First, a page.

She said: 'It's so unfair. She was with me for less than 24 hours and now, I'm liable for the bills.

'If she was with us for a long time, it's okay, but she hadn't even done any work.

'Why did the agent push her to work for me when they knew she didn't want to, which resulted in this?'

But the agency's manager disputed Madam Juliana's claims.

He said they had not forced MsMartinah to work for her, and the employer should be responsible for the hospital bills.

However, he said the agency will pay for the maid's repatriation.

Madam Juliana, a sales manager who did not want to use her full name, said she and her husband had hired Ms Martinah last month to look after their three children, aged 8, 5 and 2.

They picked her because she looked strong and had experience looking after children.

But during the initial interview, she said the maid told her she wanted to think about it first.

The next day, the agency called to say the maid could work for her.

She picked up Ms Martinah from the agency on 18 Apr, around 6.30pm.

'She looked upset. I asked her what's wrong, and she said she was tired.'

That night after dinner, she and her husband told Ms Martinah about her duties.

The next day, the family left their five-room Bedok flat at 2.30pm to go to her mother-in-law's house, after leaving instructions on household chores.


At 4.20pm, Madam Juliana called the home to check on the maid and to tell her where the house keys were kept, but no one answered.

The family returned home at 8.10pm to find the unit in darkness, and the maid missing.

They found a handwritten note from Ms Martinah on her bed, which started with: '1,000 sorries for leaving...'

The maid wrote that the work was not suitable for her, and she was going back to find the agent.

The couple called the agency repeatedly without success, so they filed a missing person's report with the police that night.

They did so that night.

The next morning, Madam Juliana found a second handwritten note from Ms Martinah tucked in a window.

On 21 Apr, the agency called her to say the maid was in hospital and needed major surgery.

The medical report stated that she had tried to jump from the flat and was found lying on the ground by a passer-by.

Police investigations are ongoing.

When The New Paper on Sunday spoke to Ms Martinah at the hospital through an interpreter, she said she had tried to escape because the work was 'not suitable'.

She said that a worker at the agency had scolded her repeatedly and told her she had to work.

She added that Madam Juliana's family had not ill-treated her.

As to why she didn't talk to her employer or call the agent, she said: 'Iwas just scared, I wanted to escape.'

Ms Martinah said she wanted to go home to Indonesia once she's discharged from hospital. She then started sobbing uncontrollably.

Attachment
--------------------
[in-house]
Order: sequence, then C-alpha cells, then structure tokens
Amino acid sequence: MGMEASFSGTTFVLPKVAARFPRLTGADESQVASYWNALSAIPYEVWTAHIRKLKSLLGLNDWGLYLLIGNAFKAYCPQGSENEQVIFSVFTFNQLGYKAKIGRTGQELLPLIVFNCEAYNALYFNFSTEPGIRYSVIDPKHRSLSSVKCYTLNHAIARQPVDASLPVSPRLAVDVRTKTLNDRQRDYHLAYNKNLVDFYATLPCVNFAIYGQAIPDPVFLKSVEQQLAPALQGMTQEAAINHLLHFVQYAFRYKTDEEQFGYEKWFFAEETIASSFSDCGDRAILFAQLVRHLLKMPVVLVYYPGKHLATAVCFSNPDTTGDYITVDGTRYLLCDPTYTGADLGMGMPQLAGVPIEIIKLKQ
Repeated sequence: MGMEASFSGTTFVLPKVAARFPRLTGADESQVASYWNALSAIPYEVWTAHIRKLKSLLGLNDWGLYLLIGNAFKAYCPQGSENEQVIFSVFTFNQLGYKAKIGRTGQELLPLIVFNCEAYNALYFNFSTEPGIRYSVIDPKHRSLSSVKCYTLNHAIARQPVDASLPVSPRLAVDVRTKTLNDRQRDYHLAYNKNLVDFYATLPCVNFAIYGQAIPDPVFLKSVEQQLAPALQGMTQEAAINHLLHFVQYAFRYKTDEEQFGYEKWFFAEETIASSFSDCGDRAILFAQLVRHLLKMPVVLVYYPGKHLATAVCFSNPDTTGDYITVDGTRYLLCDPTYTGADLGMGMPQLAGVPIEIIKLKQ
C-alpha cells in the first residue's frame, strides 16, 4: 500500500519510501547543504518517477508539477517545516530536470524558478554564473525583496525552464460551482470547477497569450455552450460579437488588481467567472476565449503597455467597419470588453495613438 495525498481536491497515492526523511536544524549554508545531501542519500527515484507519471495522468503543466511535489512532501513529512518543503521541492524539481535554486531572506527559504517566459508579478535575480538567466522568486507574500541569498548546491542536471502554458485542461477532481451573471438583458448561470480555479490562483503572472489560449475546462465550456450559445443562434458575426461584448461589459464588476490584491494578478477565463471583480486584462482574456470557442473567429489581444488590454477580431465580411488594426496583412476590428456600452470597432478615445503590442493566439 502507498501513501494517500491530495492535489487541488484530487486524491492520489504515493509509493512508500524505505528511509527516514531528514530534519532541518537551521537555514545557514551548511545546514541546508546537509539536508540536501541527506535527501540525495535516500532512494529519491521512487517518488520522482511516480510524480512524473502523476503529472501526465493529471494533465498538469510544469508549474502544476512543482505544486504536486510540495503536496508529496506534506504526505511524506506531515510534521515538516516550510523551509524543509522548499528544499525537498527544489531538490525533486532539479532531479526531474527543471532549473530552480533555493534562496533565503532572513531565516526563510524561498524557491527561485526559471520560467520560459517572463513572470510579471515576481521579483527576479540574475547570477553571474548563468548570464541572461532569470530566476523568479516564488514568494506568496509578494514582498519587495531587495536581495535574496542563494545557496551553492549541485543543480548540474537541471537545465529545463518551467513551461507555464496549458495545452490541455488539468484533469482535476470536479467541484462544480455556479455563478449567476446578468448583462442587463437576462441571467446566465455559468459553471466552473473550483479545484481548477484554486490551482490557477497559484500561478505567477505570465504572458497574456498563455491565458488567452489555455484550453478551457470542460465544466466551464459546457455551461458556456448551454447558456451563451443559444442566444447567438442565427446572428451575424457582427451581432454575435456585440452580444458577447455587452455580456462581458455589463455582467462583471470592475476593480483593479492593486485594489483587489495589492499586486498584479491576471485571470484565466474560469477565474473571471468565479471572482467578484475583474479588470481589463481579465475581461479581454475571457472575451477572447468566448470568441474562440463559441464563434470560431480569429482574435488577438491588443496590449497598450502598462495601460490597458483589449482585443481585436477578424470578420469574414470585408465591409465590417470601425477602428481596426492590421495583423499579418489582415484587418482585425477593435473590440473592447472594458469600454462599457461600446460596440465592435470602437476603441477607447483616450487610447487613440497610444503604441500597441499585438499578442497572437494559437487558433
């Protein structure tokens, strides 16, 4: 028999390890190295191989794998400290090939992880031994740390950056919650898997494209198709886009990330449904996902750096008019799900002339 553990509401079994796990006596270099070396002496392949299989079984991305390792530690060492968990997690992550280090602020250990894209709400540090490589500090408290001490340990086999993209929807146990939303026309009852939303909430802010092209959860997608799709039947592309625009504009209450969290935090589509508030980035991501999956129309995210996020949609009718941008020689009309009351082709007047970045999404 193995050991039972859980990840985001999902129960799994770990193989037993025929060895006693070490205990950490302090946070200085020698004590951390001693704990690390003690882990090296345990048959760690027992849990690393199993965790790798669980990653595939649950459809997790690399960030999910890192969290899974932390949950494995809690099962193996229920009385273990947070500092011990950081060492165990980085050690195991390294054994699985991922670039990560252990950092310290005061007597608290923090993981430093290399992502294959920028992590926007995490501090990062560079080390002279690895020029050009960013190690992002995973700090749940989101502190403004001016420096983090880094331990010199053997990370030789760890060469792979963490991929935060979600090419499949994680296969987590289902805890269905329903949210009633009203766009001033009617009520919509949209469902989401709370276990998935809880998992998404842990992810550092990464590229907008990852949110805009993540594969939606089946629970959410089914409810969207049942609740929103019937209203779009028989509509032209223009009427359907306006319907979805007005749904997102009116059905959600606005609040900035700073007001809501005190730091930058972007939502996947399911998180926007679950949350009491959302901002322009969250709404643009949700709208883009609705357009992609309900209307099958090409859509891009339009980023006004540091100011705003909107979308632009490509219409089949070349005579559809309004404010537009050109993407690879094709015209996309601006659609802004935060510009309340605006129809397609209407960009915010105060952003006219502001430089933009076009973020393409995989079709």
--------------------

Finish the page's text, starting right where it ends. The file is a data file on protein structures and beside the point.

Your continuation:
A man then arrived to discharge MsMartinah. Identifying himself as a manager at Nur Employment Agency, but declining to be named, he said that under the maid's work permit conditions, the employer is responsible for all medical bills.

But he said the agency would pay for Ms Martinah's repatriation and house her until then.

He denied shouting at the maid and said the maid had not been forced to work for Madam Juliana.

He claimed the maid told him that she tried to escape because she had been locked inside.

Both Case and AEAS confirmed Madam Juliana had gone to them for help.

Nur Employment is accredited withAEAS, but is not a CaseTrust- accredited agency.

Case executive director Seah Seng Choon said that based on the information given to them, the employer would be liable for the maid's welfare.

He said: 'In this case, the maid was in the home of the employer at the time of the injury, though for a very short time. Therefore, the employer has to pay for the medical expenses.'

He said Madam Juliana's complaint was one of two lodged against Nur Employment this year. Last year, there was one complaint against the agency.


Madam Juliana said Ms Martinah was their third maid within a year from Nur Employment Agency.

She said they sent the first maid bacl after eight months, claiming she had ill-treated their youngest son. The second was sent back after the Ministry of Manpower found she had previously worked in Singapore under a different identity.

This is the third reported dispute in three months between employers and agencies over maids' medical bills.

Last month, a family was reportedly slapped with a $70,000 bill after their Indonesian maid, 29, fell six storeys from the agent's flat and was hospitalised for 45 days.

The agency argued that even though the family had sent the maid back, her work permit had not been cancelled yet, so the employer had to be responsible for the bill.

In March, another family disputed their Filipino maid's $1,000 Institute of Mental Health bill as they subsequently discovered she had previously been warded in a mental hospital in her home country. The agency claimed it knew nothing about this.